Have you heard that Chanukah came early this year? Not exactly…as usual, Chanukah is right on time, the 25th of Kislev. So when do we light the Chanukkiah?
In the laws of Chanukah, Maimonides discusses the time that one should light the candles: Do not light before the sun sets, as it is too early. But if you forget to light at sunset, you can still light until the pedestrians leave the marketplace. What are the Rabbis trying to teach us?
The mitzvah is pirsumei nisa, the publicizing of the miracle. It is less for us and more for those peeking in our windows, and for those walking by our stores and homes. In fact, if one lights the candles, and the pedestrians have left the marketplace, one can even extinguish the candle or take it away, for there are no longer people to witness the mitzvah. We must have the opportunity to show the entire world that light shines through darkness, and this idea emanates from our homes, into our streets, into our cities, and into the world.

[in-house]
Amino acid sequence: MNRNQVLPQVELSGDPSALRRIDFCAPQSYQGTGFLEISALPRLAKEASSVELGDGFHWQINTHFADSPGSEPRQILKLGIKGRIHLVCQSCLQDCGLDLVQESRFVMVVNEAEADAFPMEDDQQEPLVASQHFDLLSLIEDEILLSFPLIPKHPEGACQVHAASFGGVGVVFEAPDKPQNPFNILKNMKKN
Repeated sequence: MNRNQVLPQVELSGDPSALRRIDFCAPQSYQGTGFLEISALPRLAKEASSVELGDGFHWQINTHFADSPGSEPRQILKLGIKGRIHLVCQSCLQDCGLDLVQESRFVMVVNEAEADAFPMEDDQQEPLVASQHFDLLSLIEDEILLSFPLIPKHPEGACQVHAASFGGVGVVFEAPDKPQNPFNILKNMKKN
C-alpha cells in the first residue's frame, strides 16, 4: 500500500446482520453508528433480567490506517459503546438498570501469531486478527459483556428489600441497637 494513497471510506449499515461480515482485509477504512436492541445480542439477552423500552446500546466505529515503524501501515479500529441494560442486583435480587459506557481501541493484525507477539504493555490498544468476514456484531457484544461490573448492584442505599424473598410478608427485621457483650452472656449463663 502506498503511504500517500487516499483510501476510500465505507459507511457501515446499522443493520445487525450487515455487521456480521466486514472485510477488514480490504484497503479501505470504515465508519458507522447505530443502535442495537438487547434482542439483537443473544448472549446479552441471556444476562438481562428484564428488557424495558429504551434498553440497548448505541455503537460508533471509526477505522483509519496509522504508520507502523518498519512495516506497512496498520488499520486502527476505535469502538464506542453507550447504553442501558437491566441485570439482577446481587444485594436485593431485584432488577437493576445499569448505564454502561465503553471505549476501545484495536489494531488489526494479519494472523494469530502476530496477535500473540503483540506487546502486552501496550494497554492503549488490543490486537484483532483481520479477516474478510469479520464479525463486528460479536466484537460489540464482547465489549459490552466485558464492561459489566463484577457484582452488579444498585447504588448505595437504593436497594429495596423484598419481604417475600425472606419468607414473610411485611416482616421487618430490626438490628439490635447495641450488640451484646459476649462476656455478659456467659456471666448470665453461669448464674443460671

Candles are a ubiquitous custom in our tradition: Shabbat, Holy Days, Havdala, Yahrzeit, and Chanukah. Yet, each candle looks different and serves a separate purpose. Shabbat brings light to our table, memorial candles brings the light of our loved ones back into our lives, and Havdala separates the holy and the ordinary. Each of these candles is for inside the home. But the Chanukah candles are for the public. Sunday night, we will begin to light the candles, one by one, maalin bkodesh vlo moridin, as the light elevates us in holiness.
This Chanukah, place your candles in the window, bring light to the world, and watch others use the light you bring them to increase the blessings we all need during this Festival of Lights.